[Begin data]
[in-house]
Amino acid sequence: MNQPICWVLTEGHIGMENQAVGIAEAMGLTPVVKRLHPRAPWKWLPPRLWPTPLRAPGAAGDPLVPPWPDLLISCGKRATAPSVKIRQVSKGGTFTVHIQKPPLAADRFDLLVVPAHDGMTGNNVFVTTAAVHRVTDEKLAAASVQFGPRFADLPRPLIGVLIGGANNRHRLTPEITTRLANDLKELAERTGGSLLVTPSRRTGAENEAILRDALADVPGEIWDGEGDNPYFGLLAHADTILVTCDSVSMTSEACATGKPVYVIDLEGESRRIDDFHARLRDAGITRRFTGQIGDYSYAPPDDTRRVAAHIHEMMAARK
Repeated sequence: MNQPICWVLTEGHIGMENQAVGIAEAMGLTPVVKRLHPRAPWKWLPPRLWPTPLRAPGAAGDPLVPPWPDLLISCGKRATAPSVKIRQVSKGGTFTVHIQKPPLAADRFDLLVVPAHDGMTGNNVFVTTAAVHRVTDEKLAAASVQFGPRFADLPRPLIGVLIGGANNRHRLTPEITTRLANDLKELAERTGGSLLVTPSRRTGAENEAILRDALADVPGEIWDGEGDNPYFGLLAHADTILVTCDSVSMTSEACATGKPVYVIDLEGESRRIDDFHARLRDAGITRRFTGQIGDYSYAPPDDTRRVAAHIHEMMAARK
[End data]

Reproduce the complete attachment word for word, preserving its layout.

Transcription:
[in-house]
Amino acid sequence: MNQPICWVLTEGHIGMENQAVGIAEAMGLTPVVKRLHPRAPWKWLPPRLWPTPLRAPGAAGDPLVPPWPDLLISCGKRATAPSVKIRQVSKGGTFTVHIQKPPLAADRFDLLVVPAHDGMTGNNVFVTTAAVHRVTDEKLAAASVQFGPRFADLPRPLIGVLIGGANNRHRLTPEITTRLANDLKELAERTGGSLLVTPSRRTGAENEAILRDALADVPGEIWDGEGDNPYFGLLAHADTILVTCDSVSMTSEACATGKPVYVIDLEGESRRIDDFHARLRDAGITRRFTGQIGDYSYAPPDDTRRVAAHIHEMMAARK
Repeated sequence: MNQPICWVLTEGHIGMENQAVGIAEAMGLTPVVKRLHPRAPWKWLPPRLWPTPLRAPGAAGDPLVPPWPDLLISCGKRATAPSVKIRQVSKGGTFTVHIQKPPLAADRFDLLVVPAHDGMTGNNVFVTTAAVHRVTDEKLAAASVQFGPRFADLPRPLIGVLIGGANNRHRLTPEITTRLANDLKELAERTGGSLLVTPSRRTGAENEAILRDALADVPGEIWDGEGDNPYFGLLAHADTILVTCDSVSMTSEACATGKPVYVIDLEGESRRIDDFHARLRDAGITRRFTGQIGDYSYAPPDDTRRVAAHIHEMMAARK